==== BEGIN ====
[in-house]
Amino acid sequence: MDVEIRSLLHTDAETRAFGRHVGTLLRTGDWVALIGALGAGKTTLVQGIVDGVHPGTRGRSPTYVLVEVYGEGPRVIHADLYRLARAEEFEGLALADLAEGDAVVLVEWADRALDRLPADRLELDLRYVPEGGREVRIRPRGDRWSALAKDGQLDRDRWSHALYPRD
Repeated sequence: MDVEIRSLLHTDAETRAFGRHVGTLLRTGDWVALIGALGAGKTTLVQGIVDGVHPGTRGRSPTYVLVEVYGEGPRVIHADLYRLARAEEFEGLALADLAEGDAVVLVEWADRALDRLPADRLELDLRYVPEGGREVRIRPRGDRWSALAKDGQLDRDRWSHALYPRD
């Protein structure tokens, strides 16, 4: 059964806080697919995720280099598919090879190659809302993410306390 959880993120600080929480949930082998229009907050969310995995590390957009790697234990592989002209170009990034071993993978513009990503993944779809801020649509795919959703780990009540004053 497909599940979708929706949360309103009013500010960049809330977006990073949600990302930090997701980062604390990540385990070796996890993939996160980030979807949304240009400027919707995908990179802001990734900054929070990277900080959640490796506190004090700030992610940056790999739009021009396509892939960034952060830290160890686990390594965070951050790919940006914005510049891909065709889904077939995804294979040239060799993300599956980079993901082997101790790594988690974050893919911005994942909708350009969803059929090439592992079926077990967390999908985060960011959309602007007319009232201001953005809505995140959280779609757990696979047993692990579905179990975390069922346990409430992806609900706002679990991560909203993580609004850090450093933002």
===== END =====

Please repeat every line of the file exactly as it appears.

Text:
[in-house]
Amino acid sequence: MDVEIRSLLHTDAETRAFGRHVGTLLRTGDWVALIGALGAGKTTLVQGIVDGVHPGTRGRSPTYVLVEVYGEGPRVIHADLYRLARAEEFEGLALADLAEGDAVVLVEWADRALDRLPADRLELDLRYVPEGGREVRIRPRGDRWSALAKDGQLDRDRWSHALYPRD
Repeated sequence: MDVEIRSLLHTDAETRAFGRHVGTLLRTGDWVALIGALGAGKTTLVQGIVDGVHPGTRGRSPTYVLVEVYGEGPRVIHADLYRLARAEEFEGLALADLAEGDAVVLVEWADRALDRLPADRLELDLRYVPEGGREVRIRPRGDRWSALAKDGQLDRDRWSHALYPRD
């Protein structure tokens, strides 16, 4: 059964806080697919995720280099598919090879190659809302993410306390 959880993120600080929480949930082998229009907050969310995995590390957009790697234990592989002209170009990034071993993978513009990503993944779809801020649509795919959703780990009540004053 497909599940979708929706949360309103009013500010960049809330977006990073949600990302930090997701980062604390990540385990070796996890993939996160980030979807949304240009400027919707995908990179802001990734900054929070990277900080959640490796506190004090700030992610940056790999739009021009396509892939960034952060830290160890686990390594965070951050790919940006914005510049891909065709889904077939995804294979040239060799993300599956980079993901082997101790790594988690974050893919911005994942909708350009969803059929090439592992079926077990967390999908985060960011959309602007007319009232201001953005809505995140959280779609757990696979047993692990579905179990975390069922346990409430992806609900706002679990991560909203993580609004850090450093933002």